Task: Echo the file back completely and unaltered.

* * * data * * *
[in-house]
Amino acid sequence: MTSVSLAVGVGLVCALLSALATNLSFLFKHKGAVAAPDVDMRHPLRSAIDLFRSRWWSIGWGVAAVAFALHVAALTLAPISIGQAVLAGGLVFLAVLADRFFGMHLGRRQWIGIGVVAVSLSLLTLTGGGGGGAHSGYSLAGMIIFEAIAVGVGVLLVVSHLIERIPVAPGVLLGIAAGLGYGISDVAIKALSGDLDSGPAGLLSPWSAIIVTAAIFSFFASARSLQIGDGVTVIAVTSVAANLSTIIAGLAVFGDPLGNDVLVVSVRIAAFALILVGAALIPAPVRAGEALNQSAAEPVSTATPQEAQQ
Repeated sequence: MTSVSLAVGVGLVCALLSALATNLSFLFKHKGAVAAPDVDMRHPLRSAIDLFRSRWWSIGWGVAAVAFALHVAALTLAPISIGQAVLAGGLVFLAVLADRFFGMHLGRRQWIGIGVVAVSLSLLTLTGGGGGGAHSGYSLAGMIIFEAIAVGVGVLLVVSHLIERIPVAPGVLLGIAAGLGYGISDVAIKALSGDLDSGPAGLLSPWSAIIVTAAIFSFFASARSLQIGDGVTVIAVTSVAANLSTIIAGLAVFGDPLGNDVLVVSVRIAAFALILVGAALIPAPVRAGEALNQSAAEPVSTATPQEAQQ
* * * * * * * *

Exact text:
[in-house]
Amino acid sequence: MTSVSLAVGVGLVCALLSALATNLSFLFKHKGAVAAPDVDMRHPLRSAIDLFRSRWWSIGWGVAAVAFALHVAALTLAPISIGQAVLAGGLVFLAVLADRFFGMHLGRRQWIGIGVVAVSLSLLTLTGGGGGGAHSGYSLAGMIIFEAIAVGVGVLLVVSHLIERIPVAPGVLLGIAAGLGYGISDVAIKALSGDLDSGPAGLLSPWSAIIVTAAIFSFFASARSLQIGDGVTVIAVTSVAANLSTIIAGLAVFGDPLGNDVLVVSVRIAAFALILVGAALIPAPVRAGEALNQSAAEPVSTATPQEAQQ
Repeated sequence: MTSVSLAVGVGLVCALLSALATNLSFLFKHKGAVAAPDVDMRHPLRSAIDLFRSRWWSIGWGVAAVAFALHVAALTLAPISIGQAVLAGGLVFLAVLADRFFGMHLGRRQWIGIGVVAVSLSLLTLTGGGGGGAHSGYSLAGMIIFEAIAVGVGVLLVVSHLIERIPVAPGVLLGIAAGLGYGISDVAIKALSGDLDSGPAGLLSPWSAIIVTAAIFSFFASARSLQIGDGVTVIAVTSVAANLSTIIAGLAVFGDPLGNDVLVVSVRIAAFALILVGAALIPAPVRAGEALNQSAAEPVSTATPQEAQQ